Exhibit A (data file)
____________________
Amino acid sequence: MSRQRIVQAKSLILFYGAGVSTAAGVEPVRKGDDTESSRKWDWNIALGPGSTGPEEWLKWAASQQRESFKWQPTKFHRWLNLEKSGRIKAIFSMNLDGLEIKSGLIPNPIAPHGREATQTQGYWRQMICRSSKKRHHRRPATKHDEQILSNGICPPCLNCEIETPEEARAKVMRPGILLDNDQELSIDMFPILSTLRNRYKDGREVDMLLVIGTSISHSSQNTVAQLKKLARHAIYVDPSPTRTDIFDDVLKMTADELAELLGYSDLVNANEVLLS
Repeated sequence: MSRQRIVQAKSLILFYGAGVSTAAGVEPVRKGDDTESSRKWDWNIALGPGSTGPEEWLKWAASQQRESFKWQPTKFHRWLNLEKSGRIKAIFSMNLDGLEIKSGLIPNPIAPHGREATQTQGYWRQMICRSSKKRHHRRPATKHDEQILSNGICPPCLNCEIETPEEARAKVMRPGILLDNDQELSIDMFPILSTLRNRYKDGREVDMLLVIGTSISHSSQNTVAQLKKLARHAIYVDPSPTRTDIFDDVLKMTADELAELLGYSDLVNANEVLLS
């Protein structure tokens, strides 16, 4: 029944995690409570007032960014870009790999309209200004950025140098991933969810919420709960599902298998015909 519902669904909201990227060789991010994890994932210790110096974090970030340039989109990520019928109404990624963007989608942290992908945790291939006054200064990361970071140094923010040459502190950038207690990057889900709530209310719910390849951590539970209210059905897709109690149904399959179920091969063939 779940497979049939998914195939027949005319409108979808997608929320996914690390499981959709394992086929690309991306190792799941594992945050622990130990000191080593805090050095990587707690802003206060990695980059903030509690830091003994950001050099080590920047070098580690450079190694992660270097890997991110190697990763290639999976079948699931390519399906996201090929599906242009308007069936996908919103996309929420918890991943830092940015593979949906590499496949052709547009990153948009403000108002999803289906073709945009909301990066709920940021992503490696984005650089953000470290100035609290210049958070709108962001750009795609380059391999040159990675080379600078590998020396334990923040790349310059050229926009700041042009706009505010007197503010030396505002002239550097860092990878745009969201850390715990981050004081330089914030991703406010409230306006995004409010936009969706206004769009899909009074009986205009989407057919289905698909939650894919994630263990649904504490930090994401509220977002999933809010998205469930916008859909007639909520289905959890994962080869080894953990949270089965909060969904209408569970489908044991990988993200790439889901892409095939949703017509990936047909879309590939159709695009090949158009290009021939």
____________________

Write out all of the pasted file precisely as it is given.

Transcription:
Amino acid sequence: MSRQRIVQAKSLILFYGAGVSTAAGVEPVRKGDDTESSRKWDWNIALGPGSTGPEEWLKWAASQQRESFKWQPTKFHRWLNLEKSGRIKAIFSMNLDGLEIKSGLIPNPIAPHGREATQTQGYWRQMICRSSKKRHHRRPATKHDEQILSNGICPPCLNCEIETPEEARAKVMRPGILLDNDQELSIDMFPILSTLRNRYKDGREVDMLLVIGTSISHSSQNTVAQLKKLARHAIYVDPSPTRTDIFDDVLKMTADELAELLGYSDLVNANEVLLS
Repeated sequence: MSRQRIVQAKSLILFYGAGVSTAAGVEPVRKGDDTESSRKWDWNIALGPGSTGPEEWLKWAASQQRESFKWQPTKFHRWLNLEKSGRIKAIFSMNLDGLEIKSGLIPNPIAPHGREATQTQGYWRQMICRSSKKRHHRRPATKHDEQILSNGICPPCLNCEIETPEEARAKVMRPGILLDNDQELSIDMFPILSTLRNRYKDGREVDMLLVIGTSISHSSQNTVAQLKKLARHAIYVDPSPTRTDIFDDVLKMTADELAELLGYSDLVNANEVLLS
């Protein structure tokens, strides 16, 4: 029944995690409570007032960014870009790999309209200004950025140098991933969810919420709960599902298998015909 519902669904909201990227060789991010994890994932210790110096974090970030340039989109990520019928109404990624963007989608942290992908945790291939006054200064990361970071140094923010040459502190950038207690990057889900709530209310719910390849951590539970209210059905897709109690149904399959179920091969063939 779940497979049939998914195939027949005319409108979808997608929320996914690390499981959709394992086929690309991306190792799941594992945050622990130990000191080593805090050095990587707690802003206060990695980059903030509690830091003994950001050099080590920047070098580690450079190694992660270097890997991110190697990763290639999976079948699931390519399906996201090929599906242009308007069936996908919103996309929420918890991943830092940015593979949906590499496949052709547009990153948009403000108002999803289906073709945009909301990066709920940021992503490696984005650089953000470290100035609290210049958070709108962001750009795609380059391999040159990675080379600078590998020396334990923040790349310059050229926009700041042009706009505010007197503010030396505002002239550097860092990878745009969201850390715990981050004081330089914030991703406010409230306006995004409010936009969706206004769009899909009074009986205009989407057919289905698909939650894919994630263990649904504490930090994401509220977002999933809010998205469930916008859909007639909520289905959890994962080869080894953990949270089965909060969904209408569970489908044991990988993200790439889901892409095939949703017509990936047909879309590939159709695009090949158009290009021939």